A majority of British people have voted for the UK to leave the European Union …
In what had become a very close fought battle of claims and counter claims, the potential result on the day of voting was anyone’s guess. Several polls had put the Leave or Brexit campaign ahead but on the eve of the referendum, another poll had stated that the Remain camp was a few percentage points ahead. For me, waking up on Friday morning to the news that Brexit had won, was both sad and disconcerting.
When I say that the British have vetoed the EU, I’m not being entirely correct. Almost all of England and Wales, excluding London, declared a majority exit vote, but the people of Scotland and Northern Ireland supported remaining in the EU. The country may be known as the United Kingdom but, in reality, it is more divided than ever. Not so long ago, Scotland held a referendum on independence but this was narrowly defeated by its population on the basis of unity. However, now that the same voters have endorsed membership of the EU, it has been announced that a second referendum on possible independence could be held in an attempt for Scotland to rejoin the EU as a separate country. As people will know, Northern Ireland comprises six annexed counties bordering the Republic of Ireland which is, itself, a member of the European Union. With a history of political unrest over the last hundred years, there is a distinct possibility that the two parts of Ireland could once again become one, particularly if being part of the EU is more important to Northern Ireland than to a fragmented United Kingdom.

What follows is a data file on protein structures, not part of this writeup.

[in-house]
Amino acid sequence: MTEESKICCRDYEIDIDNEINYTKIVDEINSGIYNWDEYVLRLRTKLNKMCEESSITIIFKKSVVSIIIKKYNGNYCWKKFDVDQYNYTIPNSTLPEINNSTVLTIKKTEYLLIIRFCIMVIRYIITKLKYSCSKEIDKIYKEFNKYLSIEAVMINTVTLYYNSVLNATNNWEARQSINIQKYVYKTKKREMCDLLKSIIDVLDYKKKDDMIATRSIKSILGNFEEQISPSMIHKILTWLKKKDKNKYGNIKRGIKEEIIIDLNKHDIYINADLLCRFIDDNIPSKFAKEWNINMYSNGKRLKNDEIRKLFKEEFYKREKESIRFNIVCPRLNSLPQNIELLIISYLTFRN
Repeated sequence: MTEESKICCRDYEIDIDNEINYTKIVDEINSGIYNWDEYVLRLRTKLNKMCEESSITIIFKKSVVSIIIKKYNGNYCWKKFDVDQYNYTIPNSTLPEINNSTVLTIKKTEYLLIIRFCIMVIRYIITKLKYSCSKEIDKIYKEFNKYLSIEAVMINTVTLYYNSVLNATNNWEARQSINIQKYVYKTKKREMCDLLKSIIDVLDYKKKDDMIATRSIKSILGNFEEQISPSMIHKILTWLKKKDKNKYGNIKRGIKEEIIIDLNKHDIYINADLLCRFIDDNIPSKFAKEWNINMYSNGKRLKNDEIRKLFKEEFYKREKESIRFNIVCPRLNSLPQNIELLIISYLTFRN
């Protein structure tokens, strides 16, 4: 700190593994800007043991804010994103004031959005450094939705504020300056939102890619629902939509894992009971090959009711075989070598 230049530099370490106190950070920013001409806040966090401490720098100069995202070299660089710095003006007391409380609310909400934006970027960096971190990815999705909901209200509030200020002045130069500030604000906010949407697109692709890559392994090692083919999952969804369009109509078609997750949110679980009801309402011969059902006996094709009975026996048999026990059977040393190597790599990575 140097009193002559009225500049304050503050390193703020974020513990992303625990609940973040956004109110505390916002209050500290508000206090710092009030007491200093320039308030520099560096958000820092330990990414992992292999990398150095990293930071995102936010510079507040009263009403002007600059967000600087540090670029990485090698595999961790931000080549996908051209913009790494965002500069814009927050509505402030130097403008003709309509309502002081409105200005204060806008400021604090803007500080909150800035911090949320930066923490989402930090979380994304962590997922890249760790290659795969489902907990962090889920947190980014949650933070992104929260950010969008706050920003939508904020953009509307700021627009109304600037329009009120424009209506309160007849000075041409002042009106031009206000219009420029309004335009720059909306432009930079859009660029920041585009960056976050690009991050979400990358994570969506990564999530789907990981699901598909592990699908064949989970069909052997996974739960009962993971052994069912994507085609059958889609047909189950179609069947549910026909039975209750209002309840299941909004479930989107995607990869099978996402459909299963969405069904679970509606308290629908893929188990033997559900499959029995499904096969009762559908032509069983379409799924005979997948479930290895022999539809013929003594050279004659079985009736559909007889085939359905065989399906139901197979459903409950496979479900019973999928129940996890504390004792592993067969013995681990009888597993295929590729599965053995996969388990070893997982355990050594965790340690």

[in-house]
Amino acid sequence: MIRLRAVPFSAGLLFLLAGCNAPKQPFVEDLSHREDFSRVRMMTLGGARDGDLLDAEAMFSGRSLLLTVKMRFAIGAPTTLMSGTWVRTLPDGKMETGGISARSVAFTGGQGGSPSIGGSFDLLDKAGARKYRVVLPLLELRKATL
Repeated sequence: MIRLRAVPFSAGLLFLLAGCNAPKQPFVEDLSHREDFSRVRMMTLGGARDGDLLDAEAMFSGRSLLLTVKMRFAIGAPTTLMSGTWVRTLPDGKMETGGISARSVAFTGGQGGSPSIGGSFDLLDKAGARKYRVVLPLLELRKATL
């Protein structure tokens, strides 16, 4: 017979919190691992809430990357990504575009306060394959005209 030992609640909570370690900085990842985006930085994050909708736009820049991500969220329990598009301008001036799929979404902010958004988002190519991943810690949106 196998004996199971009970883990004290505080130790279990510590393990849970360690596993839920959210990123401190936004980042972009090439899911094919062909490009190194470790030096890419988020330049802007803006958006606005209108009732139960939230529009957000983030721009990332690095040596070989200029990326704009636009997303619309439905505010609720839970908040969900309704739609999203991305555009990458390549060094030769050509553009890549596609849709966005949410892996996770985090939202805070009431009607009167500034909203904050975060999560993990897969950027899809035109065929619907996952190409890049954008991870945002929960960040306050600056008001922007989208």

Previous blogs on the subject have mentioned how the campaign was based largely upon lies and deceit, neither of which are surprising given that it was a political infight. However, whilst claims made by the Remain side were largely endorsed by facts and figures, the Brexit side made sweeping statements, some of which were emblazoned on a campaign bus. One such statement referred to the assumed amount that EU membership cost with a promise that those funds would be redirected to National Health care. It comes as no surprise that such claims are now being vehemently denied by the Brexit victors, clearly illustrating that they have achieved victory by prominent deceit.